Collas v. Garnick, 425 Pa. Super. 8; 624 A.2d 117 (1993)
Underlying PA Tort Action
Student Contributor: Colleen Gaedcke
Facts: The plaintiff employed the defendant to represent her in an automobile tort action. The defendant reached a settlement with the plaintiff for $245,000. The plaintiffs were asked to sign a general release, which discharged the driver and all other parties who might be liable for the damages. The plaintiff asked the defendant whether the release would have any effect on her desire to sue the manufacturer of the vehicle. The defendant responded that it would not. In reliance on his advice she signed the release. She subsequently filed an action against the manufacturer, which the court dismissed stating that the action was barred by the release. The plaintiff then filed this action against the defendant for legal malpractice.
Issue: “If a lawyer negligently advises a client regarding the effect of a release and the client, in reliance on the lawyer’s advice, signs a release which unintentionally has the effect of barring an action contemplated by the client, is the lawyer immune from liability because the release was executed as part of the settlement of a prior, separate action?”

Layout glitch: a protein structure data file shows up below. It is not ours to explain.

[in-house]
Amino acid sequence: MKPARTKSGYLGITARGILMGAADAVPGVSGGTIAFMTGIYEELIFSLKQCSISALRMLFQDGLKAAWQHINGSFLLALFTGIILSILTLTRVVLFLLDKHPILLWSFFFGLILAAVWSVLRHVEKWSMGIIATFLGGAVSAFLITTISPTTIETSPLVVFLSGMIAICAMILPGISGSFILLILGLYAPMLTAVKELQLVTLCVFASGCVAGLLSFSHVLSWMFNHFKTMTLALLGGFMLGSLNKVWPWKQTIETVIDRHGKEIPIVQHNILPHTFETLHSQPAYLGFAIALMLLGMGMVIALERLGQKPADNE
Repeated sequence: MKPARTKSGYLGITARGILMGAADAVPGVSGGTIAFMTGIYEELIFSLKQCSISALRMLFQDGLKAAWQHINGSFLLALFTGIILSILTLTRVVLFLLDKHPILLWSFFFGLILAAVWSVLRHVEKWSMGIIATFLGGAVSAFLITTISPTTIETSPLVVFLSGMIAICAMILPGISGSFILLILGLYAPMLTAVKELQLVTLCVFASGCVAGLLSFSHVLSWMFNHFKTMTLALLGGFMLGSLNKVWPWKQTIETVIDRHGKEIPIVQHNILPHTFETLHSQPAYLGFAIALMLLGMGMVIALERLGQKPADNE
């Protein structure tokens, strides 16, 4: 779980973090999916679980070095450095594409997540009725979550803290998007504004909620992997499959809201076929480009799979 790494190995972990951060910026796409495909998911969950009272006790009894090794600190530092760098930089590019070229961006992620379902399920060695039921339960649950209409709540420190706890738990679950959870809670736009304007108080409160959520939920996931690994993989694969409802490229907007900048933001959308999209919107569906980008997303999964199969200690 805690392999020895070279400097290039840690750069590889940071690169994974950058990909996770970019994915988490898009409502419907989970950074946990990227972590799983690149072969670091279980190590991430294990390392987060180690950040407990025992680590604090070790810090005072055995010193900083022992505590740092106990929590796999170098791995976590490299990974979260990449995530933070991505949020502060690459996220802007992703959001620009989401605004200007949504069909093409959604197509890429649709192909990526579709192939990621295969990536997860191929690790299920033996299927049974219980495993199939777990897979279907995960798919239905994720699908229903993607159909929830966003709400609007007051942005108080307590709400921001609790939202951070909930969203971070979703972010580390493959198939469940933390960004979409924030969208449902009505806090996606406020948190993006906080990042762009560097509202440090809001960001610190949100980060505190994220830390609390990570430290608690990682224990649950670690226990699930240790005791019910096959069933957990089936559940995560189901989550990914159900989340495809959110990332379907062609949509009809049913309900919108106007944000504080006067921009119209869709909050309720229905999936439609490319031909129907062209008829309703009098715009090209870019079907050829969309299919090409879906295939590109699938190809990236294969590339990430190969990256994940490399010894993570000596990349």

1) A lawyer has a duty to know how a proposed settlement will affect his client…conducting legal research sufficient to allow the client to make an informed decision.
the fact that the written agreement was prepared as part of the settlement of their prior action was incidental; it did not relieve counsel of an obligation to exercise care in determining the effect of the agreement which his clients were being asked to sign…counsel was required to exercise the same degree of care as he or she would have exercised in advising a client about a complex agreement not a part of the settlement of a legal action.
Lesson: An attorney is not expected to be perfect. But, where the attorney gives erroneous advice that falls below standards that the client has a right to expect form their lawyer they will be held liable for malpractice.